I met some wonderful professors and fellow students at the seminary. I learned a great deal, but some lessons stuck with me even after I left.

First, my Church history class was taught by a devout Presbyterian. I came away from the course with the distinct impression that the Protestant Reformation was very complex. There were important political forces at play that overshadowed any theological disagreements.

This fracturing of Christianity had continued right down into our own day. I had seen congregations split over “theological issues.” But when all the facts came to light, a different story usually emerged. There were political disagreements in these congregations that were at least as important as the theological. There would be two strong-willed men, or two groups of men, that simply chose to split a congregation rather than submit to any authority. Theology was many times the public justification, but certainly not the entire reason.

I also discovered that when Protestants study early Church history, they rarely read the primary sources at length. We read a great many comments about what the early Church Fathers believed. But any actual writings by the Fathers were read in snippets.

I later found what I thought might be a large part of the reason why. When I read the Fathers on my own, I came to the distinct impression that they were thoroughly sacramental and thoroughly obedient to a hierarchy already existent within the Church. In other words, they were not Protestants, evangelicals, or fundamentalists. The early Fathers had been thoroughly Catholic.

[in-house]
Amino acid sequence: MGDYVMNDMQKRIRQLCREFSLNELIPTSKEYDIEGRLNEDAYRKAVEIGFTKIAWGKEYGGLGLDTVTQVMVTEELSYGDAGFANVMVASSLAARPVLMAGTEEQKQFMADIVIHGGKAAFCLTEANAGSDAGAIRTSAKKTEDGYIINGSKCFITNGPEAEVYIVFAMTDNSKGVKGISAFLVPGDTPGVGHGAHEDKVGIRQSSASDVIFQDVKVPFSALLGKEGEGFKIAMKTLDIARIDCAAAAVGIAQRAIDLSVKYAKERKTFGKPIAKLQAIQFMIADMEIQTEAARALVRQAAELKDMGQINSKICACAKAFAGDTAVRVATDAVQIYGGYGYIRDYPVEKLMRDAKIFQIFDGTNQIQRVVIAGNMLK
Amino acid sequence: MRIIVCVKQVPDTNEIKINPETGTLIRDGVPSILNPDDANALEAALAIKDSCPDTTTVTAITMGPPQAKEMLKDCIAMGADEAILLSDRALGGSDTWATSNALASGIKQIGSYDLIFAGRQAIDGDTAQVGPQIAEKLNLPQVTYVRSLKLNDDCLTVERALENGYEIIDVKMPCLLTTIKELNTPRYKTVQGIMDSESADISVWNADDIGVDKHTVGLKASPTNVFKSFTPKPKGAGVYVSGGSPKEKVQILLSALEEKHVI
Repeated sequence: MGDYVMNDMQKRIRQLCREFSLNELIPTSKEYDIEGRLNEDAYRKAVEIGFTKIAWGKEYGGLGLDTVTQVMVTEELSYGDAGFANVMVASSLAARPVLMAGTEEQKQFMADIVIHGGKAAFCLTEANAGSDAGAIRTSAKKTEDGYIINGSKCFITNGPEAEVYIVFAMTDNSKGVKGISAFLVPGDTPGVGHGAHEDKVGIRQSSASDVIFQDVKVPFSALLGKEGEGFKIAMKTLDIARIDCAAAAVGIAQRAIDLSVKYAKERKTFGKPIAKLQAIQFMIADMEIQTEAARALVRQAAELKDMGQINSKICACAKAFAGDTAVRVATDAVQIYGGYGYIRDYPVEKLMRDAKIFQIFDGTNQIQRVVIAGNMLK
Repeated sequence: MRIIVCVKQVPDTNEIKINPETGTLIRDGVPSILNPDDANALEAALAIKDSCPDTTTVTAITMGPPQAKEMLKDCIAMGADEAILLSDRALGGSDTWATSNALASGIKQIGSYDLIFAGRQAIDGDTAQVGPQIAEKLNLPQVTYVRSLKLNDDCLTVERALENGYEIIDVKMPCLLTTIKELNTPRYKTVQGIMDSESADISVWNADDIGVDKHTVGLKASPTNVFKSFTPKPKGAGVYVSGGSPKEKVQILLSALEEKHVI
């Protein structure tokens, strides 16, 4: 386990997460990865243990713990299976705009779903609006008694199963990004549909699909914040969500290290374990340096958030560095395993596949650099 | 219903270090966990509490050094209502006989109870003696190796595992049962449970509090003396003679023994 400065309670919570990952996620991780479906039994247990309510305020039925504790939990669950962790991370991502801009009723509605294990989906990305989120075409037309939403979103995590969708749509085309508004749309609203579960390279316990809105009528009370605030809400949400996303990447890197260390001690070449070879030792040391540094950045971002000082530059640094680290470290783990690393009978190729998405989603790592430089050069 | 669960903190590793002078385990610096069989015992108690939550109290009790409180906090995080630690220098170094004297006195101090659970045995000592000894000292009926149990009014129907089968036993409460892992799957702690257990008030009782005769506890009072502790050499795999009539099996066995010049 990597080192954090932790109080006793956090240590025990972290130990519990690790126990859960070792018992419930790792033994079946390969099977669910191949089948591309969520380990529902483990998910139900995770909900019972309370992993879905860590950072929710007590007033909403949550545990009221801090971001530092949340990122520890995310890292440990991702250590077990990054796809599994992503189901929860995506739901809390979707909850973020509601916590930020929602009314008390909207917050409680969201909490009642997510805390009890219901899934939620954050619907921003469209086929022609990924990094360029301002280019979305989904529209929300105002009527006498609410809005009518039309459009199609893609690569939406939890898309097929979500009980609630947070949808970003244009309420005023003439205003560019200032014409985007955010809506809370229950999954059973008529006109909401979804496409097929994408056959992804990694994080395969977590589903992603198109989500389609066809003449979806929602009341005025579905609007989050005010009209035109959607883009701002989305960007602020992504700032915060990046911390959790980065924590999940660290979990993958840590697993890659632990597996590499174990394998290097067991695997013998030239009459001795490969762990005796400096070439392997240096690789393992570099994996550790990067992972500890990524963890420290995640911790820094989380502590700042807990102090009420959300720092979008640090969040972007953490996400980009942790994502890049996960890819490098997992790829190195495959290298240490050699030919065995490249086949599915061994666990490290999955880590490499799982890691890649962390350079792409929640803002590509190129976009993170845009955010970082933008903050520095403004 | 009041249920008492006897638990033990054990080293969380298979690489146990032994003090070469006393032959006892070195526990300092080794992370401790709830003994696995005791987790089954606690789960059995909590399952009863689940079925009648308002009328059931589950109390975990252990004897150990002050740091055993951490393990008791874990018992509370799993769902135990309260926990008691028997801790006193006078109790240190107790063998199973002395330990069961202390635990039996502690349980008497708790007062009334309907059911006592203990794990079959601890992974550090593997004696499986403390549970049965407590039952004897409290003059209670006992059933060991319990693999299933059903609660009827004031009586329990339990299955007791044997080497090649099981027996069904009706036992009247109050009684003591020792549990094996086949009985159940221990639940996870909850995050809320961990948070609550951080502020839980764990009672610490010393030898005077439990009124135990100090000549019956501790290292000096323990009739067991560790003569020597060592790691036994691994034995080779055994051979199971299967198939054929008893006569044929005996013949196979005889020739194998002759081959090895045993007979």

I found the theological terrain within evangelicalism in crisis. During college, I had majored in philosophy. I had come to the point where I no longer considered myself a fundamentalist. The rigidity of its theology and the lack of charity were exhibited most clearly in its doctrine of “separation.” But overall, I had just come to disagree with too much that fundamentalists held important.

In seminary, however, I found that evangelicalism was “all over the map.” There were disagreements about everything even within the seminary itself. Some of the matters of disagreement were perhaps understandable: predestination, premillennialism, the ordinances of the church. But other issues seemed to be basic enough that there should have been some semblance of consistency. There was not.

The most disturbing disagreements centered on the many Bible passages that had no plausible “Protestant” explanation. I had tucked some of them in the back of my mind before seminary. I was sure I would discover the answers to these passages. But rather than finding them answered, I found myself with a longer and longer list as I progressed through my training.

I was surrounded by the brightest and best that evangelicalism had to offer. My professors came from many different Protestant traditions. But none of them had a satisfying interpretation of these passages — even though these verses were in the one Book that they all agreed contained all they needed for salvation.

Suffering

Perhaps two examples might be helpful to illustrate this dilemma.

First, how an all-loving and all-powerful God can allow human suffering has been a topic of discussion since long before the biblical character Job suffered. As a college philosophy major, I read The Problem of Pain by C. S. Lewis for the first time. It made tremendous sense to me.

Lewis’s major point is that suffering is not random. Suffering helps a Christian grow even when no one else knows about it. Suffering teaches unqualified obedience. This perspective made a tremendous amount of sense, but unfortunately it is incomplete when compared with Scripture.